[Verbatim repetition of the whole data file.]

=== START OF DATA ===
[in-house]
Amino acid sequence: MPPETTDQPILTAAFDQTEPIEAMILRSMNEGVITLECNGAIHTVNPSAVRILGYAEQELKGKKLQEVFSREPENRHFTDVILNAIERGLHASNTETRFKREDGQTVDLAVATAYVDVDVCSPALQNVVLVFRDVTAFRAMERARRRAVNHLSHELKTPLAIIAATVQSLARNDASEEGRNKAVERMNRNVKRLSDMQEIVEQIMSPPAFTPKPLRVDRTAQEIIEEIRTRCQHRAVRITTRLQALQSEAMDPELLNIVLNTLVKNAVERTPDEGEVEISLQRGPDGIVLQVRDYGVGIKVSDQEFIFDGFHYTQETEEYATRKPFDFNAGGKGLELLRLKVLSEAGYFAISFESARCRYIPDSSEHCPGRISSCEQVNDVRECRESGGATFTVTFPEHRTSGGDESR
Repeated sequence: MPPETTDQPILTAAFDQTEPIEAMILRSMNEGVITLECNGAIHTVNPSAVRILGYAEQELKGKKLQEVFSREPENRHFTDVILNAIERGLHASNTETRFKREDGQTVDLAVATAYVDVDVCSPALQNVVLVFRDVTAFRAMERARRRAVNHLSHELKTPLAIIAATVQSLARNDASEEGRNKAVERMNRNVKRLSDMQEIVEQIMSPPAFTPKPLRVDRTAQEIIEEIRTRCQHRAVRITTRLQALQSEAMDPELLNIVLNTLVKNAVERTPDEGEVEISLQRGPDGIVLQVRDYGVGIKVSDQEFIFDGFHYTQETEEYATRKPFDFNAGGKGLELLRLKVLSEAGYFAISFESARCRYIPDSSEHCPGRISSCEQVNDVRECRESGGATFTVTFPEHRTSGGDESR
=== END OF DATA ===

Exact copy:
[in-house]
Amino acid sequence: MPPETTDQPILTAAFDQTEPIEAMILRSMNEGVITLECNGAIHTVNPSAVRILGYAEQELKGKKLQEVFSREPENRHFTDVILNAIERGLHASNTETRFKREDGQTVDLAVATAYVDVDVCSPALQNVVLVFRDVTAFRAMERARRRAVNHLSHELKTPLAIIAATVQSLARNDASEEGRNKAVERMNRNVKRLSDMQEIVEQIMSPPAFTPKPLRVDRTAQEIIEEIRTRCQHRAVRITTRLQALQSEAMDPELLNIVLNTLVKNAVERTPDEGEVEISLQRGPDGIVLQVRDYGVGIKVSDQEFIFDGFHYTQETEEYATRKPFDFNAGGKGLELLRLKVLSEAGYFAISFESARCRYIPDSSEHCPGRISSCEQVNDVRECRESGGATFTVTFPEHRTSGGDESR
Repeated sequence: MPPETTDQPILTAAFDQTEPIEAMILRSMNEGVITLECNGAIHTVNPSAVRILGYAEQELKGKKLQEVFSREPENRHFTDVILNAIERGLHASNTETRFKREDGQTVDLAVATAYVDVDVCSPALQNVVLVFRDVTAFRAMERARRRAVNHLSHELKTPLAIIAATVQSLARNDASEEGRNKAVERMNRNVKRLSDMQEIVEQIMSPPAFTPKPLRVDRTAQEIIEEIRTRCQHRAVRITTRLQALQSEAMDPELLNIVLNTLVKNAVERTPDEGEVEISLQRGPDGIVLQVRDYGVGIKVSDQEFIFDGFHYTQETEEYATRKPFDFNAGGKGLELLRLKVLSEAGYFAISFESARCRYIPDSSEHCPGRISSCEQVNDVRECRESGGATFTVTFPEHRTSGGDESR